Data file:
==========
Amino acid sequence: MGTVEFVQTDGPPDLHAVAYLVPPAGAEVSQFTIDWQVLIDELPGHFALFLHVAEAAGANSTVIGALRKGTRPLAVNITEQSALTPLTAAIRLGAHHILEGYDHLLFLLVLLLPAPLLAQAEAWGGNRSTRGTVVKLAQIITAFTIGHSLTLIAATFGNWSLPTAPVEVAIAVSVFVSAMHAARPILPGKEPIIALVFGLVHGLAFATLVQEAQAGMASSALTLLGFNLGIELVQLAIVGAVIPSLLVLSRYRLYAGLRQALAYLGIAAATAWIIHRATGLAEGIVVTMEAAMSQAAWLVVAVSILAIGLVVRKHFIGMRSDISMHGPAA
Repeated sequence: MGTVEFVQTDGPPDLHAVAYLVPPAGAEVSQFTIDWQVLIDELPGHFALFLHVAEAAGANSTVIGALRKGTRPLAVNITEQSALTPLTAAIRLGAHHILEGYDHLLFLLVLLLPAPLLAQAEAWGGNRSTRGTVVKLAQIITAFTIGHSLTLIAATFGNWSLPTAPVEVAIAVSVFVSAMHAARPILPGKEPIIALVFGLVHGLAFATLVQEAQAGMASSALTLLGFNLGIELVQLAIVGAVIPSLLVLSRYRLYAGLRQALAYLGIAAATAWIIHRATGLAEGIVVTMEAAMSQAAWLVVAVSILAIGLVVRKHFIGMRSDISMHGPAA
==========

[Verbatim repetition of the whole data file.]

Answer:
Amino acid sequence: MGTVEFVQTDGPPDLHAVAYLVPPAGAEVSQFTIDWQVLIDELPGHFALFLHVAEAAGANSTVIGALRKGTRPLAVNITEQSALTPLTAAIRLGAHHILEGYDHLLFLLVLLLPAPLLAQAEAWGGNRSTRGTVVKLAQIITAFTIGHSLTLIAATFGNWSLPTAPVEVAIAVSVFVSAMHAARPILPGKEPIIALVFGLVHGLAFATLVQEAQAGMASSALTLLGFNLGIELVQLAIVGAVIPSLLVLSRYRLYAGLRQALAYLGIAAATAWIIHRATGLAEGIVVTMEAAMSQAAWLVVAVSILAIGLVVRKHFIGMRSDISMHGPAA
Repeated sequence: MGTVEFVQTDGPPDLHAVAYLVPPAGAEVSQFTIDWQVLIDELPGHFALFLHVAEAAGANSTVIGALRKGTRPLAVNITEQSALTPLTAAIRLGAHHILEGYDHLLFLLVLLLPAPLLAQAEAWGGNRSTRGTVVKLAQIITAFTIGHSLTLIAATFGNWSLPTAPVEVAIAVSVFVSAMHAARPILPGKEPIIALVFGLVHGLAFATLVQEAQAGMASSALTLLGFNLGIELVQLAIVGAVIPSLLVLSRYRLYAGLRQALAYLGIAAATAWIIHRATGLAEGIVVTMEAAMSQAAWLVVAVSILAIGLVVRKHFIGMRSDISMHGPAA